Mature drivers rank blind spot warning systems highest from a list of 10 new vehicle features, saying this technology would make them feel most safe when driving, according to a new survey released by The Hartford and the MIT AgeLab.
The survey results, released in Top Technologies for Mature Drivers: Consumer Insights, indicate that drivers over 50 who have at least one of the 10 technologies report feeling more confident as they drive than those who don't have any of the technologies.
"As part of our recent research focus on mature drivers and technology, we wanted to understand what new features mature drivers themselves want in their vehicles," said Jodi Olshevski, gerontologist and executive director of The Hartford Center for Mature Market Excellence. "The research suggests that mature drivers value technology that assists with changing lanes and parking. This is encouraging, and consistent with our previous research in which mature drivers identified turning their head to see blind spots as a challenging aspect of driving. It also supports our understanding of changes in flexibility and range of motion that can occur as we age."
In the survey, drivers over 50 years old ranked a list of 10 vehicle technologies according to what they believed would make them feel the most safe when they drive. Here’s how the technologies ranked in order:
1. Blind spot warning systems: warns drivers of objects in blind spots, especially while changing lanes and parking, and helps those with limited range of motion
2. Crash mitigation systems: detects when the vehicle may be in danger of a collision and can help to minimize injuries to passengers
3. Emergency response systems: offers quick assistance to drivers in the case of a medical emergency or collision, often allowing emergency personnel to get to the scene more quickly
4. Drowsy driver alerts: monitor the degree to which a driver may be inattentive while on the road and helps alert drivers to the driving task
5. Reverse monitoring systems: warn of objects to the rear of the vehicle to help drivers judge distances and back up safely, and helps drivers with reduced flexibility
6. Vehicle stability control: helps to automatically bring the vehicle back in the intended line of travel, particularly in situations where the driver underestimates the angle of a curve or experiences weather effects, and reduces the likelihood of a crash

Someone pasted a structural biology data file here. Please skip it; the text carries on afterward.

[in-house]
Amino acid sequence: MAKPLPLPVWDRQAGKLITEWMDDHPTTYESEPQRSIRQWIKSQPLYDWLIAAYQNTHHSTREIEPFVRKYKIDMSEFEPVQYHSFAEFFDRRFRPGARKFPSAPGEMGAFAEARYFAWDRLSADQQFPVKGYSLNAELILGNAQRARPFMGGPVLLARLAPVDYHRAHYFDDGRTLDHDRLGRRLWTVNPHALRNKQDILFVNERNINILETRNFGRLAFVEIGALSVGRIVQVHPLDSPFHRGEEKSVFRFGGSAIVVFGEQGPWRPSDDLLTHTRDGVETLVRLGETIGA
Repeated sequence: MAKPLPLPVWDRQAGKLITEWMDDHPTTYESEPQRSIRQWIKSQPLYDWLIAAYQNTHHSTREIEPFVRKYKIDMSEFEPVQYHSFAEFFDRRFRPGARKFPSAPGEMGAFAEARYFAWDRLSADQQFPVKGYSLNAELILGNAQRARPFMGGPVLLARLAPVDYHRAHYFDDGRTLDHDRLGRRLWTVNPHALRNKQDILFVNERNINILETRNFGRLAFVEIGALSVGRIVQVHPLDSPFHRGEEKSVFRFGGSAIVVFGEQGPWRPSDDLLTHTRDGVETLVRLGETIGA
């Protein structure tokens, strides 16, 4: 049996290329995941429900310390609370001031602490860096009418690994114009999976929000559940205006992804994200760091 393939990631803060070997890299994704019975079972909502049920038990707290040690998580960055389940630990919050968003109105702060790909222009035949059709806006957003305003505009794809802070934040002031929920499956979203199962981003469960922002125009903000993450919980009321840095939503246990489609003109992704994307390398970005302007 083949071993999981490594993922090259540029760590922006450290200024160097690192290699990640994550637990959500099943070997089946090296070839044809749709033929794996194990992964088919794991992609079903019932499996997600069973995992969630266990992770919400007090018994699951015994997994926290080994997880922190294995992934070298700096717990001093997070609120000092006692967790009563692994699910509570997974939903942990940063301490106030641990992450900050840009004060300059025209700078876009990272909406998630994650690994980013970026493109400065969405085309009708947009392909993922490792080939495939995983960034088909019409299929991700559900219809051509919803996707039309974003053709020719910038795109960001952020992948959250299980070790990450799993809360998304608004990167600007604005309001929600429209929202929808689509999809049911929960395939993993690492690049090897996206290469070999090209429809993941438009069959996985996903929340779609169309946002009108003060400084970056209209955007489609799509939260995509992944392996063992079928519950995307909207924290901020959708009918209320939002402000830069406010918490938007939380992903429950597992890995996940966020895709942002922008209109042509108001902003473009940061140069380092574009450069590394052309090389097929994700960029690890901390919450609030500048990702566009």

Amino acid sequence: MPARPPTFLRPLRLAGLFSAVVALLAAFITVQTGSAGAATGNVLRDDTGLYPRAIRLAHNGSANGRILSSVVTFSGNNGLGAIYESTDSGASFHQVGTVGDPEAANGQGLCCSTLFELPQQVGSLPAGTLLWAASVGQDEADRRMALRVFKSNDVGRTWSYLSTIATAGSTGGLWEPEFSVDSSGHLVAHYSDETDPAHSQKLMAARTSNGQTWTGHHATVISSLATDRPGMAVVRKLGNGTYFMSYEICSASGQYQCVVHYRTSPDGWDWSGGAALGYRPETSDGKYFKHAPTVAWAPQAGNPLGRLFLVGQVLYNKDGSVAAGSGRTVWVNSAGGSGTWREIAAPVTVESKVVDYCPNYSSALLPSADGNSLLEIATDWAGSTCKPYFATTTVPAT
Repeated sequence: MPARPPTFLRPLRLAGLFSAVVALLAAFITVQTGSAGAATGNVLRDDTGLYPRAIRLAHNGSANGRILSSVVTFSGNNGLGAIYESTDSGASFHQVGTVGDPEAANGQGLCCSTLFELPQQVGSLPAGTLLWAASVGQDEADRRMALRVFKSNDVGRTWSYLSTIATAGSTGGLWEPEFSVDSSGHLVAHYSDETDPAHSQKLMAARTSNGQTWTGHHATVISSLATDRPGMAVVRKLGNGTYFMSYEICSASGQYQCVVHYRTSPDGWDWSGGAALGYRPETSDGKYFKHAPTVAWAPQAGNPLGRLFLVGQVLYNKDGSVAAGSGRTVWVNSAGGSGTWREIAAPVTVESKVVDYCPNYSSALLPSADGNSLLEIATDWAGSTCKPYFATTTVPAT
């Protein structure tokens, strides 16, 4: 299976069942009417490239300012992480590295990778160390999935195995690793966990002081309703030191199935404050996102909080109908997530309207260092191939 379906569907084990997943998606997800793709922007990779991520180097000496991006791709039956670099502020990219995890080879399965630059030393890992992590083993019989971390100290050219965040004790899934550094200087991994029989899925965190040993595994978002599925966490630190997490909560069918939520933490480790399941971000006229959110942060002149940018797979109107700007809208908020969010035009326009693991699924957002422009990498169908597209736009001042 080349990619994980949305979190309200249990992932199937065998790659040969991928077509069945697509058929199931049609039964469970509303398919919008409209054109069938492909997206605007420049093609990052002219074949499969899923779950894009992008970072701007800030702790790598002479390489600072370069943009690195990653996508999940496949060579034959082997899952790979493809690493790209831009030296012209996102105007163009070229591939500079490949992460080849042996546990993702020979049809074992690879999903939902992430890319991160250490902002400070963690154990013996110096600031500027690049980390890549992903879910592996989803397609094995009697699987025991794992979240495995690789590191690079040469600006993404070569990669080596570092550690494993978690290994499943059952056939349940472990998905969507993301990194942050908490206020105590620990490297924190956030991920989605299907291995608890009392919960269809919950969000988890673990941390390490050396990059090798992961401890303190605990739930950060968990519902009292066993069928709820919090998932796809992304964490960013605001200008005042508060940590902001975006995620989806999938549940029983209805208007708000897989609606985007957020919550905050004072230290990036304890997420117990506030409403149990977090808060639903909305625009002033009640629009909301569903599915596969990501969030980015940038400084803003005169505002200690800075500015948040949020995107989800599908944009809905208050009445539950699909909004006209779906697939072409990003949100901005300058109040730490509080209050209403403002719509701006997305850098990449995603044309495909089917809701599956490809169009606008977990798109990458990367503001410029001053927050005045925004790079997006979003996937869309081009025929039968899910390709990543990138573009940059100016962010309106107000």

7. Lane departure warning: monitors the vehicle's position and warns the driver if the vehicle deviates outside the lane, helping drivers stay in their lane
8. Smart headlights: adjust the range and intensity of light based on the distance of traffic and to reduce glare and improve night vision
9. Voice activated systems: allow drivers to access features by voice command so they can keep focused on the road
10. Assistive parking systems: enable vehicles to park on their own or indicate distance to objects, reducing driver stress, making parking easier, and increasing the places that a driver can park.
The survey found that 51% of mature drivers said they would feel safer if their vehicle had all of the most up-to-date technologies. Interestingly, women were more likely than men to report that having all 10 technologies would make them feel safer.
This new research also revealed that 55% of mature drivers plan to buy or lease another vehicle in the next five years, suggesting that as more and more of these features are incorporated into new vehicles, a growing number of consumers 50-plus could be driving cars with these technologies.
"As new technologies are incorporated into vehicles, it's important for drivers of all ages to learn how to use them appropriately so that they enhance driver safety," said Joseph F. Coughlin, PhD, director of the MIT AgeLab. "This research shows that mature drivers are ready to consider new technologies and associate them with greater safety behind the wheel."
This recent study is a follow-up to the Top Technologies for Mature Drivers: Experts Ranking research conducted in 2012. The Hartford Center for Mature Market Excellence and the MIT AgeLab worked with a panel of leading experts in driving, aging and technology to conduct an extensive study that involved the review of 25 new technologies and the identification of 10 features that can benefit mature drivers.
GfK Knowledge Networks conducted an online survey of adults over the age of 50 across the United States for The Hartford and the MIT AgeLab. A total of 927 interviews were completed with individuals who hold a valid drivers' license and drive at least three days in a typical week. The data was weighted to match U.S. Census current population survey benchmarks. The survey was fielded in June 2013.